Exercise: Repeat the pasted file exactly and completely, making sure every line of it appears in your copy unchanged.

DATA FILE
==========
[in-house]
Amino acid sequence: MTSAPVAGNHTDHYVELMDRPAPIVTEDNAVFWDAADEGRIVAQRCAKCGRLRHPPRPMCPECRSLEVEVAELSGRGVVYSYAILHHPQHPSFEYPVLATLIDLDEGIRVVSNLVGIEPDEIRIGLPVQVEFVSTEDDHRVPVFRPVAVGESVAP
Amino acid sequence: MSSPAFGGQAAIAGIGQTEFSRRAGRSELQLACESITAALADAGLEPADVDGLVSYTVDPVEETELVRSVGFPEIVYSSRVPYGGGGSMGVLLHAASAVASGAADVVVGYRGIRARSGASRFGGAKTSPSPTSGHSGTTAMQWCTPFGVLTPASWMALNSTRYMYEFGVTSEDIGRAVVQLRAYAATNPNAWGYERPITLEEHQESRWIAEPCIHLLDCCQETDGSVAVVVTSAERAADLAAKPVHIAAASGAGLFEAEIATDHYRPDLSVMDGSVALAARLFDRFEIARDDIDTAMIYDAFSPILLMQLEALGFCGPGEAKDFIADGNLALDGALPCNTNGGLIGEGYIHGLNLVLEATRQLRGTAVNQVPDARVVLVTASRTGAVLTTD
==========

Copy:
[in-house]
Amino acid sequence: MTSAPVAGNHTDHYVELMDRPAPIVTEDNAVFWDAADEGRIVAQRCAKCGRLRHPPRPMCPECRSLEVEVAELSGRGVVYSYAILHHPQHPSFEYPVLATLIDLDEGIRVVSNLVGIEPDEIRIGLPVQVEFVSTEDDHRVPVFRPVAVGESVAP
Amino acid sequence: MSSPAFGGQAAIAGIGQTEFSRRAGRSELQLACESITAALADAGLEPADVDGLVSYTVDPVEETELVRSVGFPEIVYSSRVPYGGGGSMGVLLHAASAVASGAADVVVGYRGIRARSGASRFGGAKTSPSPTSGHSGTTAMQWCTPFGVLTPASWMALNSTRYMYEFGVTSEDIGRAVVQLRAYAATNPNAWGYERPITLEEHQESRWIAEPCIHLLDCCQETDGSVAVVVTSAERAADLAAKPVHIAAASGAGLFEAEIATDHYRPDLSVMDGSVALAARLFDRFEIARDDIDTAMIYDAFSPILLMQLEALGFCGPGEAKDFIADGNLALDGALPCNTNGGLIGEGYIHGLNLVLEATRQLRGTAVNQVPDARVVLVTASRTGAVLTTD